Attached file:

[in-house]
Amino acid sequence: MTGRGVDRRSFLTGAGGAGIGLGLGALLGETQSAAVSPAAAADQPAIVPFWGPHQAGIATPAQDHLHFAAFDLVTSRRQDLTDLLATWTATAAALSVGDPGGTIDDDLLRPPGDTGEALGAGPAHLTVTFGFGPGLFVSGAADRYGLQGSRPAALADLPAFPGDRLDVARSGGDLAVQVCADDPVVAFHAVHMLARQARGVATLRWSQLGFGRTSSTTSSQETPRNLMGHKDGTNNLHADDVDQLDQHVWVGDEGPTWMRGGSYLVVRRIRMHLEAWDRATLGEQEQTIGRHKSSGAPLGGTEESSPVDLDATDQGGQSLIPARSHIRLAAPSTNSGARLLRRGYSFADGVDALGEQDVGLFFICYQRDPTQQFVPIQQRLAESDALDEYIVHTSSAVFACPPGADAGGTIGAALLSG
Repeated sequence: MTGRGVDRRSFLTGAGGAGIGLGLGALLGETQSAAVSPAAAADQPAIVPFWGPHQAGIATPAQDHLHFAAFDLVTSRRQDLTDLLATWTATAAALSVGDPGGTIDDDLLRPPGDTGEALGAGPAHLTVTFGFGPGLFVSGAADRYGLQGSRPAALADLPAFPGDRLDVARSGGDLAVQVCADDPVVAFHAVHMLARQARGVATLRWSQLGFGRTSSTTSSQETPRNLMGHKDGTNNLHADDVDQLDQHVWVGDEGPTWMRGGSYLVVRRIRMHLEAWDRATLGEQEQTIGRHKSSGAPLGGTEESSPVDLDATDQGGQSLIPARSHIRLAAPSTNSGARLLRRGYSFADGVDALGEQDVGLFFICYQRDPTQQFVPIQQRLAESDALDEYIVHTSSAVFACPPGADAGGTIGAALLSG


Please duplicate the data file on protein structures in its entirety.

[in-house]
Amino acid sequence: MTGRGVDRRSFLTGAGGAGIGLGLGALLGETQSAAVSPAAAADQPAIVPFWGPHQAGIATPAQDHLHFAAFDLVTSRRQDLTDLLATWTATAAALSVGDPGGTIDDDLLRPPGDTGEALGAGPAHLTVTFGFGPGLFVSGAADRYGLQGSRPAALADLPAFPGDRLDVARSGGDLAVQVCADDPVVAFHAVHMLARQARGVATLRWSQLGFGRTSSTTSSQETPRNLMGHKDGTNNLHADDVDQLDQHVWVGDEGPTWMRGGSYLVVRRIRMHLEAWDRATLGEQEQTIGRHKSSGAPLGGTEESSPVDLDATDQGGQSLIPARSHIRLAAPSTNSGARLLRRGYSFADGVDALGEQDVGLFFICYQRDPTQQFVPIQQRLAESDALDEYIVHTSSAVFACPPGADAGGTIGAALLSG
Repeated sequence: MTGRGVDRRSFLTGAGGAGIGLGLGALLGETQSAAVSPAAAADQPAIVPFWGPHQAGIATPAQDHLHFAAFDLVTSRRQDLTDLLATWTATAAALSVGDPGGTIDDDLLRPPGDTGEALGAGPAHLTVTFGFGPGLFVSGAADRYGLQGSRPAALADLPAFPGDRLDVARSGGDLAVQVCADDPVVAFHAVHMLARQARGVATLRWSQLGFGRTSSTTSSQETPRNLMGHKDGTNNLHADDVDQLDQHVWVGDEGPTWMRGGSYLVVRRIRMHLEAWDRATLGEQEQTIGRHKSSGAPLGGTEESSPVDLDATDQGGQSLIPARSHIRLAAPSTNSGARLLRRGYSFADGVDALGEQDVGLFFICYQRDPTQQFVPIQQRLAESDALDEYIVHTSSAVFACPPGADAGGTIGAALLSG